In a Google Groups thread, a member notices that Google categorized the Virginia Tech incident of last week under "Entertainment" and was appalled. The user asks:
It's really, really disturbing that today Google is listing stories about Virginia Tech killer under "Entertainment." What in the world are you thinking?
A user with a similar concern emailed Google and they replied to him explaining that the algorithm was responsible for the "offensive" classification.
It's just an automated algorithm, I contacted them, not that they are likely to read the complaint this month and got an automated response saying that stories are just grouped by the search engine. Effectively anyway. Might as well read it yourself:-
Thank you for bringing this to our attention. This is an automated reply to your message about incorrectly grouped stories in Google News. Because Google News is compiled solely by computer algorithms, articles may occasionally appear in the wrong section or cluster. We're working to improve our technology, and the information you've provided will help us do this.
Frances (Google News Guide), from the Google News Team also wrote in to clarify:
Thanks to everyone who reported this and to geordie for sharing the (correct) explanation. Being completely automated is a bit of a double-edged sword--no human can dictate what content appears on the homepage which means sometimes errors like this happen. The problem has been fixed, and stories about Virginia Tech should no longer appear in the Entertainment section.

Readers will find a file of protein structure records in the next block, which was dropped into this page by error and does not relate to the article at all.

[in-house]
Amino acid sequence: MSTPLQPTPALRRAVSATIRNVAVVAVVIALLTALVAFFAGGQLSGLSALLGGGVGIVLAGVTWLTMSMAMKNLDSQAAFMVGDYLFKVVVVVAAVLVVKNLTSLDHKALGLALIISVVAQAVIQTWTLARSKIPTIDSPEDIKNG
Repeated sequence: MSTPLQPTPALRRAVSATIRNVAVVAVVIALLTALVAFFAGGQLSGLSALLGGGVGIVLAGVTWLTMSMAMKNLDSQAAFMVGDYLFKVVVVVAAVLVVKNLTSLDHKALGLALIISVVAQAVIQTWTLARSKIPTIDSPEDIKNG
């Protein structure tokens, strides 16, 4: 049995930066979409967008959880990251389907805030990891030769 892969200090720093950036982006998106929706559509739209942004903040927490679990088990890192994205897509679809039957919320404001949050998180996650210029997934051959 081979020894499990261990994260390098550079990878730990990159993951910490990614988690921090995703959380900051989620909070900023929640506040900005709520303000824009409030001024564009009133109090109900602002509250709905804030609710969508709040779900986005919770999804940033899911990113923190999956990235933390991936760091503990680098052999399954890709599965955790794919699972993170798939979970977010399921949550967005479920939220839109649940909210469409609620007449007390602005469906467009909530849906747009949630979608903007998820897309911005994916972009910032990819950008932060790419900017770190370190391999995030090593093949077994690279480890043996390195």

I know how offensive a mistake like this can be, and I want you all to know that we took this error very seriously. Our hearts go out to the families and friends affected by this tragedy.
Another member, Jon Hendry, wrote in to say that "To hazard a guess, the 'Entertainment' category is actually more of a 'Media and Entertainment' category, so any stories about the media coverage of VT will end up there." I suppose that this makes sense. With an automated system parsing through millions of news stories, the categorization mishap is bound to happen. As long as Google takes this information and uses this to improve its algorithm, this is a lesson well-learned.
Discussion continues at Google Groups.